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-   -   Interesting norwegian RIAA amp (http://www.diyaudio.com/forums/analogue-source/9725-interesting-norwegian-riaa-amp.html)

peranders 10th January 2003 04:52 PM

Interesting norwegian RIAA amp
 
http://home.no.net/andiha/articles/a...afig/riaa1.gif

Interesting RIAA amp with descrete design and DC-servo.

analog_sa 10th January 2003 05:13 PM

The riaa network appears to be fed by the current mirrors (transconductance amp). Is it possible to calculate the driving impedance with sufficient accuracy?

cheers

peter

Cobra2 10th January 2003 06:02 PM

And there is more...
 
here..:
http://home.no.net/andiha/articles/audio/index.htm

ArneK

peranders 11th January 2003 06:14 AM

Quote:

Originally posted by analog_sa
The riaa network appears to be fed by the current mirrors (transconductance amp). Is it possible to calculate the driving impedance with sufficient accuracy?
It's not kind of taste of driving RIAA networks but I think that the output impedance is rather "resistive" in the audio band, therefore the gain wil be predictable.

It's also not my kind of taste to have parameters that give varying results. The gain (I suspect) will differ between different amps because the transistor parameters will variate.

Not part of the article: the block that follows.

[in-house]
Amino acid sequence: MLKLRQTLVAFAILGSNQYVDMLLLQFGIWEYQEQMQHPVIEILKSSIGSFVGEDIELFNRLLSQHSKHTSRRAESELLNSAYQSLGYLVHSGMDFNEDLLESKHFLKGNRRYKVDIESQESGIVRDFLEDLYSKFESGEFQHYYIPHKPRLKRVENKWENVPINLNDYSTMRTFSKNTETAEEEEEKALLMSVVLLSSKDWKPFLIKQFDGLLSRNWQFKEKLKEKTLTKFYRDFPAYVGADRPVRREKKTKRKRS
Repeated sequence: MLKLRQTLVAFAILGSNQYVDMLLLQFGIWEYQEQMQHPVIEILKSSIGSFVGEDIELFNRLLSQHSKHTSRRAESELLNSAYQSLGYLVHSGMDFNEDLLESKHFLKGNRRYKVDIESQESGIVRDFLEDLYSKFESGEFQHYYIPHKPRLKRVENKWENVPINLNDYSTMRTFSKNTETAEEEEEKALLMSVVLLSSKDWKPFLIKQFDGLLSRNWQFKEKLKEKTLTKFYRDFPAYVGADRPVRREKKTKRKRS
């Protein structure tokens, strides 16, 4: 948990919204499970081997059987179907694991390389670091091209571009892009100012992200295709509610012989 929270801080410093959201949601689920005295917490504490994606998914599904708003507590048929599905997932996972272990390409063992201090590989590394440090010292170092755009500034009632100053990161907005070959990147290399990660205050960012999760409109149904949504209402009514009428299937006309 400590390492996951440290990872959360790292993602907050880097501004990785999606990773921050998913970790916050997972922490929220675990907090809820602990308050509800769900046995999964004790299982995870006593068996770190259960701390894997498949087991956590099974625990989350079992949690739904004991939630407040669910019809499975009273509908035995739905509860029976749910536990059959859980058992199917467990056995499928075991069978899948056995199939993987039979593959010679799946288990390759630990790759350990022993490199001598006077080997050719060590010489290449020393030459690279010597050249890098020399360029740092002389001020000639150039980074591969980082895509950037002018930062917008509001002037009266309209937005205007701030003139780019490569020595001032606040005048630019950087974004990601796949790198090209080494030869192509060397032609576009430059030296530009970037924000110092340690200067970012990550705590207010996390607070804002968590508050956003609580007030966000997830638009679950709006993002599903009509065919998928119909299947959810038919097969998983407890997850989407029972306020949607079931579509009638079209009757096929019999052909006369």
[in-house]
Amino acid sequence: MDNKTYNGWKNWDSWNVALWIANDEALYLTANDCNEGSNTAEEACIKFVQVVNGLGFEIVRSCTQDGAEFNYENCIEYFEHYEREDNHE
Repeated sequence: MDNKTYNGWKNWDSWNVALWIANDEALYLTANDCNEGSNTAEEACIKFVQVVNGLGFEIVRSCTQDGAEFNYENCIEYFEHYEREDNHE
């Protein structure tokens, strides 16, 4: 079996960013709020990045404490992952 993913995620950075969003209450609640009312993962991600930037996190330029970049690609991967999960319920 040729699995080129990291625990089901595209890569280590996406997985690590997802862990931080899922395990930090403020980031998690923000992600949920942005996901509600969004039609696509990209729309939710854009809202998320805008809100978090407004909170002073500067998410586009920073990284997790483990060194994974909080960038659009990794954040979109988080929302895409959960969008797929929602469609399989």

analog_sa 11th January 2003 06:31 AM

Peranders

I was not worried about the gain but rather about RIAA accuracy. Don't you need to know very accurately the driving impedance in this configuration? There doesn't seem to be a resistor between the transconductance amps and the 'passive' RIAA.



cheers

peter

peranders 11th January 2003 08:32 AM

Quote:

Originally posted by analog_sa
Peranders

I was not worried about the gain but rather about RIAA accuracy. Don't you need to know very accurately the driving impedance in this configuration? There doesn't seem to be a resistor between the transconductance amps and the 'passive' RIAA.

The "resistor" is the output impedance and the gain will variate but, not the much the RIAA curve looks, just a little maybe.

analog_sa 11th January 2003 10:58 AM

It's obvious the output impedance is the 'resistor'. But how do you calculate its value without knowing the current gain of the transistors? That's why normally there is a resistor with value a lot higher than the preceding stage output impedance. Is this circuit supposed to be tuned to the selection of active devices?

peter

peranders 11th January 2003 01:30 PM

When I've taken a closer look I believe that the DC-gain is (R23/R17)/2, quite predictable.

halojoy 11th January 2003 09:10 PM

Andiha homepage
 
2 Attachment(s)
Quote:

Originally posted by peranders
When I've taken a closer look I believe that the DC-gain is (R23/R17)/2, quite predictable.
If I was to judge by the formulas at Andiha Homepage Andiha Audio
I would say he probably knows what he is doing.

This page for example, makes me ;) DIZZY ;) just by a quick glance:

The Complete Amplifier

And this is what he is talking about
a typical voltage feedback operational amplifier


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